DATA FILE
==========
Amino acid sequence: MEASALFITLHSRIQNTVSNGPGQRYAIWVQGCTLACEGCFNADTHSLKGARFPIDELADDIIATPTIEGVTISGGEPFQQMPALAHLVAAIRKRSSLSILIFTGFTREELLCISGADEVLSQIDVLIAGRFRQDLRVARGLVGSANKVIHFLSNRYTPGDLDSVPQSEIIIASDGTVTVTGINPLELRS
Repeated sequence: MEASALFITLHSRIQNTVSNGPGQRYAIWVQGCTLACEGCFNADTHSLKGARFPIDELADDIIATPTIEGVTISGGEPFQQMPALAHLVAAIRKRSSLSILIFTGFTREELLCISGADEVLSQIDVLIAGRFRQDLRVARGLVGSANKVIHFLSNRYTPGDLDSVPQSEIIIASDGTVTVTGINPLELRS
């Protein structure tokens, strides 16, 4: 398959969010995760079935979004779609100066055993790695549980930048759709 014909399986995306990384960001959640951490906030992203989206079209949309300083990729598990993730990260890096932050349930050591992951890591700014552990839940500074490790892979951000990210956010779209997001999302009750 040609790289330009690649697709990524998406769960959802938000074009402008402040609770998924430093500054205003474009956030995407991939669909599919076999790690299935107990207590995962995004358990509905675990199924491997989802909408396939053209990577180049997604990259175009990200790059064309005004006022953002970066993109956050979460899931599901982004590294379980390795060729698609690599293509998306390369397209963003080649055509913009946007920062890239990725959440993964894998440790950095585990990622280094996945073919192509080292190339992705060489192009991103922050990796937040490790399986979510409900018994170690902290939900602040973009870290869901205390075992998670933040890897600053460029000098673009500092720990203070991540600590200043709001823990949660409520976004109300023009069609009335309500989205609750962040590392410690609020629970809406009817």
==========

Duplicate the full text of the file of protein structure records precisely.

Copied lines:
Amino acid sequence: MEASALFITLHSRIQNTVSNGPGQRYAIWVQGCTLACEGCFNADTHSLKGARFPIDELADDIIATPTIEGVTISGGEPFQQMPALAHLVAAIRKRSSLSILIFTGFTREELLCISGADEVLSQIDVLIAGRFRQDLRVARGLVGSANKVIHFLSNRYTPGDLDSVPQSEIIIASDGTVTVTGINPLELRS
Repeated sequence: MEASALFITLHSRIQNTVSNGPGQRYAIWVQGCTLACEGCFNADTHSLKGARFPIDELADDIIATPTIEGVTISGGEPFQQMPALAHLVAAIRKRSSLSILIFTGFTREELLCISGADEVLSQIDVLIAGRFRQDLRVARGLVGSANKVIHFLSNRYTPGDLDSVPQSEIIIASDGTVTVTGINPLELRS
């Protein structure tokens, strides 16, 4: 398959969010995760079935979004779609100066055993790695549980930048759709 014909399986995306990384960001959640951490906030992203989206079209949309300083990729598990993730990260890096932050349930050591992951890591700014552990839940500074490790892979951000990210956010779209997001999302009750 040609790289330009690649697709990524998406769960959802938000074009402008402040609770998924430093500054205003474009956030995407991939669909599919076999790690299935107990207590995962995004358990509905675990199924491997989802909408396939053209990577180049997604990259175009990200790059064309005004006022953002970066993109956050979460899931599901982004590294379980390795060729698609690599293509998306390369397209963003080649055509913009946007920062890239990725959440993964894998440790950095585990990622280094996945073919192509080292190339992705060489192009991103922050990796937040490790399986979510409900018994170690902290939900602040973009870290869901205390075992998670933040890897600053460029000098673009500092720990203070991540600590200043709001823990949660409520976004109300023009069609009335309500989205609750962040590392410690609020629970809406009817």